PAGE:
weather icon Partly Cloudy

Summerlin Parkway was rustic byway not long ago

If you were around these parts in 1989, when the city opened the first mile or so of Summerlin Parkway, you might have described the new artery as a scenic country road.

Not many of us could have envisioned that a full-grown, 5.3-mile Summerlin Parkway, which has since connected Route 95 to the 215 Beltway, would have become one of the most heavily traveled highways in the state by 2018. Indeed, other than some visionaries, few might have expected a need for almost all of Summerlin Parkway to become widened and enhanced with up-to-date safety features so soon after its opening.

One of those visionaries is Mike Janssen, the city’s director of public works. Janssen, who is also a traffic engineer, was instrumental in designing the improvements that have been implemented along the parkway for more than three years.

The question put to Janssen was simple. Who would have thought that the widening and other improvements along Summerlin Parkway would have been required so soon?

Janssen followed that with another question. “Who would have thought that well in excess of 100,000 vehicles a day traveling along much of the parkway in both directions would be the reason?”

A survey done by Janssen’s staff a year ago found some surprising increases in volume along various stretches of the road, certainly higher volume than anything that might have been expected in such a relatively short time since its completion.

For example, according to the findings there was a daily average of 113,000 vehicles traveling in both directions of the parkway between Route 95 and Buffalo Drive, representing an increase of 12 percent in three years. At a point just east of the Durango Drive exit the daily average was 107,000 vehicles, representing a three-year increase of almost 11.5 percent.

The biggest jump in traffic was 54 percent along a sector west of Town Center Drive, from 41,000 vehicles a day to 63,000. One reason is the increased number of new homes that have been built in that area.

Meanwhile, homes continue to be constructed where the parkway winds into the westernmost portions of Summerlin. Add into the equation the vehicular attraction to Downtown Summerlin and the baseball stadium being built for the Las Vegas 51s.

From all of this you can easily imagine how fast the community has been growing and why it has become so necessary for Summerlin Parkway to keep pace with its corresponding growth in volume. The improvements to Summerlin Parkway are expected to be completed by August, at a cost of $12.5 million.

Why not simply widen the parkway with a third lane, one might ask.

“Auxiliary lanes and easier access/egress ramps are a more efficient way to improve safety and capacity,” Janssen said. In reality, auxiliary lanes represent a form of a third lane for most of the parkway, which was originally designed as two lanes in both directions.

“We refer to the original two lanes as general purpose lanes. Historically, Summerlin Parkway was constructed as a general purpose roadway,” he explained. But from an engineering standpoint, to improve safety and efficiency, and better handle the increased flow of traffic, the parkway is in effect being redesigned with auxiliary lanes where volume is heaviest, together with modernized access/egress ramps.”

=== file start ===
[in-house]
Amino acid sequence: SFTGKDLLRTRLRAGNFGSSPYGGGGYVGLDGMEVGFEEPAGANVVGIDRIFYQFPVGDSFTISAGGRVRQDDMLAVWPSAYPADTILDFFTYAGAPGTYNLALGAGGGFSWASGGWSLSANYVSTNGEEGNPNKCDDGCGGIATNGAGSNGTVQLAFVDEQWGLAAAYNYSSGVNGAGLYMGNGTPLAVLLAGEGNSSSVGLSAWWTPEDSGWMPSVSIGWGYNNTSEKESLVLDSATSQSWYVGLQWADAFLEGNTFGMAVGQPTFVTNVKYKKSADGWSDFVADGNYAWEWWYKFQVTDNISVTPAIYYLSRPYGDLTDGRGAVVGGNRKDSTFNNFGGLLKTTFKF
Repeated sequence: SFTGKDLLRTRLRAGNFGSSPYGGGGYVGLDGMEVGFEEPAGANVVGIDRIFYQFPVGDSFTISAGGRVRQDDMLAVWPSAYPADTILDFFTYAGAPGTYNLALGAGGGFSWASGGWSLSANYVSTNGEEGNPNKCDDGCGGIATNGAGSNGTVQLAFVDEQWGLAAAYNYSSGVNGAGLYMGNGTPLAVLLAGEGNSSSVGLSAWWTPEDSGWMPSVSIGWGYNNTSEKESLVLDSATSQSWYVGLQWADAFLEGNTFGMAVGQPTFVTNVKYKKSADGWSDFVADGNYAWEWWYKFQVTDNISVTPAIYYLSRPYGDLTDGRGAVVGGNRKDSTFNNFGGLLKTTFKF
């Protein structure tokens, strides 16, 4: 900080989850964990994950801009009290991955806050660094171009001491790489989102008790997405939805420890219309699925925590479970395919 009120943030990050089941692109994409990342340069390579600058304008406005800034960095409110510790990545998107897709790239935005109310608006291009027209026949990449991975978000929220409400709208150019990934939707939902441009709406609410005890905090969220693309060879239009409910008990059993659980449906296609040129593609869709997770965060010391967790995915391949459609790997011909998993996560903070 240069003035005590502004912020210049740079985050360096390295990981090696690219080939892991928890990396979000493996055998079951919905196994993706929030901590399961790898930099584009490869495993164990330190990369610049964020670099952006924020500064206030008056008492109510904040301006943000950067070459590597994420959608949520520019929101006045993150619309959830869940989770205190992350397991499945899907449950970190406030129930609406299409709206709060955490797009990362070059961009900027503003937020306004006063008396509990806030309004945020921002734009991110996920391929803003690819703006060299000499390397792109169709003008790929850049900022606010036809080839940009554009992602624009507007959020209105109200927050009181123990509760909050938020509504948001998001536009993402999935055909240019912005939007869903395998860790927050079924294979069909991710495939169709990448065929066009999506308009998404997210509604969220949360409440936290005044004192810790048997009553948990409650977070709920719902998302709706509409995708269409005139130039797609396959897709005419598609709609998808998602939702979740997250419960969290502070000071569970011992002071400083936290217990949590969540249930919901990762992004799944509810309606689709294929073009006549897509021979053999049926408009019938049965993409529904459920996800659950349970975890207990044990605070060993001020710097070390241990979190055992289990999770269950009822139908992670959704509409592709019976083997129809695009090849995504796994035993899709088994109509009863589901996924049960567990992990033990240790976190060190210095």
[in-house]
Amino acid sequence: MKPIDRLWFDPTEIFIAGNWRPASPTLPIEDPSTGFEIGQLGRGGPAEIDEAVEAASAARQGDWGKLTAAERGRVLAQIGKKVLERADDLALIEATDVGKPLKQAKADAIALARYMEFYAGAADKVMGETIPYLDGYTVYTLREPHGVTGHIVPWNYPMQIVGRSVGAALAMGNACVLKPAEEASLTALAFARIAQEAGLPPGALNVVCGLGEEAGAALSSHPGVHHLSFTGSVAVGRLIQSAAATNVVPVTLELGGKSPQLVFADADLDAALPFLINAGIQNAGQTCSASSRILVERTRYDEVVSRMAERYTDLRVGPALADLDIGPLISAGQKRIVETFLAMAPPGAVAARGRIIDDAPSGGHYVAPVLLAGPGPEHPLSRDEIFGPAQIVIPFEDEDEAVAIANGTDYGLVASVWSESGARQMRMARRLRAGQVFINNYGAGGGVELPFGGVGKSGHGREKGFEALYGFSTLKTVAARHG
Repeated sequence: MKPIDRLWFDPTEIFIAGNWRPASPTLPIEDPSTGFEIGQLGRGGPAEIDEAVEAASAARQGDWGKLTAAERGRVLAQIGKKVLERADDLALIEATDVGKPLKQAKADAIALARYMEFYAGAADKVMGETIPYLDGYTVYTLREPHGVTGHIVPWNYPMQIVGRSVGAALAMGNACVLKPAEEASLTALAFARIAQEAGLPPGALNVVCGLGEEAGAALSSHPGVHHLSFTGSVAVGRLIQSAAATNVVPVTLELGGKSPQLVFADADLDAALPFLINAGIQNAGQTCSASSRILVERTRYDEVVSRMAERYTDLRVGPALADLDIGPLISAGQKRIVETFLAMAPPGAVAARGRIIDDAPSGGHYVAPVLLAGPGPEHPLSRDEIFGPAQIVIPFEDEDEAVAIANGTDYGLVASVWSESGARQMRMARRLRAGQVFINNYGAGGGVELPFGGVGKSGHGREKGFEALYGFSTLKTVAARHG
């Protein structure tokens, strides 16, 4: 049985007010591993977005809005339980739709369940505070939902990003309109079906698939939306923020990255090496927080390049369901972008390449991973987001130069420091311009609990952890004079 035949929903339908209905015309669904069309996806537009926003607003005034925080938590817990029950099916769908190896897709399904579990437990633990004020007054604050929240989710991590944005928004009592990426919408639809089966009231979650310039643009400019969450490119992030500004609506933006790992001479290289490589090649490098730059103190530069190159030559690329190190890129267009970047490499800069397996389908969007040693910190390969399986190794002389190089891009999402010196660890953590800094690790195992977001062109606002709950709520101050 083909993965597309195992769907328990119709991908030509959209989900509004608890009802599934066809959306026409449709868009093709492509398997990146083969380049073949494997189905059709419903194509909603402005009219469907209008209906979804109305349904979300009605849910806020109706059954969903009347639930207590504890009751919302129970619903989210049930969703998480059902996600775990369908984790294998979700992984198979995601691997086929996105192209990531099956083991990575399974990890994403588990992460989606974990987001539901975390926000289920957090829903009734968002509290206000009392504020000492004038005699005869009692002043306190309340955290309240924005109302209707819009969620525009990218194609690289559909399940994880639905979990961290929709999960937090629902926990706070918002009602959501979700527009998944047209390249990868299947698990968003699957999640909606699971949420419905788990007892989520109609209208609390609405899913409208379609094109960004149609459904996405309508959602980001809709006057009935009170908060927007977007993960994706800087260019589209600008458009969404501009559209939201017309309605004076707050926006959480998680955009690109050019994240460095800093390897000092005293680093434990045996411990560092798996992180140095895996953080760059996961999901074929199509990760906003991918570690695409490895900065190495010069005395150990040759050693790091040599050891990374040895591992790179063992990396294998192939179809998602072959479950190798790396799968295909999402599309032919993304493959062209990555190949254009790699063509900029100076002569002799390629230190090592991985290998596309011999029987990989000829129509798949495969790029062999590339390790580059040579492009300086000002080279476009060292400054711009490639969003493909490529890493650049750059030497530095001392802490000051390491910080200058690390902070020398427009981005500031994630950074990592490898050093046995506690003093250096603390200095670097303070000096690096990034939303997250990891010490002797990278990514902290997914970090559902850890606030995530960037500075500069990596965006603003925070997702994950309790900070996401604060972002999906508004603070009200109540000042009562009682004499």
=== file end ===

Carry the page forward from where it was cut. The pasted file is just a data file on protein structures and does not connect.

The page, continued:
Herb Jaffe was an op-ed columnist and investigative reporter for most of his 39 years at the Star-Ledger of Newark, New Jersey. Contact him at hjaffe@cox.net.

Don't miss the big stories. Like us on Facebook.
Las Vegas author’s Howard Hughes biography adds new insight

Just as you might have imagined, the ultimate biography of Howard Hughes is an all-inclusive history of one of the more fascinating though enigmatic figures in American history.

Faith Lutheran, Nevada’s first prep hockey team, also winner

They finished their regular schedule last weekend with nine wins, six losses and two ties — quite a record for Faith Lutheran High School. The first official high school hockey team in Nevada is eager to help form a school league within the state.

Tour reveals Las Vegas Ballpark’s full splendor

If you think you have a grasp of what the $150 million Las Vegas Ballpark will offer to fans of the Aviators (formerly 51s) just because you drive by the site occasionally on your way to Downtown Summerlin, are you ever in for a surprise.

Summerlin educator’s new focus: Helping learning-disabled

No doubt you’ve heard a lot about overcrowded classrooms. It’s not just a Las Vegas problem — nor is it just a Nevada problem. It’s a universal problem. Indeed, it can become a horrific problem when a teacher is forced to deal with a classroom of 40 to 45 students.

North Las Vegas counterterrorism training school aids synagogue

Chabad Synagogue of Summerlin/Desert Shores was in the process of a major overhaul of its security system well before the anti-Semitic massacre of 11 congregants at a Pittsburgh synagogue on Oct. 27.

Ceremony offers look at Summerlin’s fast-rising ballpark

You had to see it, and you didn’t even have to hear what they were saying in order to believe it. You already knew that once construction is completed, Las Vegas Ballpark will be “the envy of the country,” as Don Logan, president and chief operating officer of the Las Vegas 51s, told those who gathered for the topping-out ceremony.

Las Vegas NBA vet’s new challenge is helping at-risk children

It wasn’t until Michael Brown, a native of Newark, New Jersey, who became a resident of Las Vegas in 1997, ended his basketball days that he and wife Esther Rodriguez Brown became serious players in helping youths who have gone in the wrong direction.

Las Vegas recyclables take long journey from curb before reuse

Recyclables are not the kind of trash that’s taken to the dump. Instead, these are materials that can be returned to their original, raw form before shipment to other facilities to be recycled into usable resources.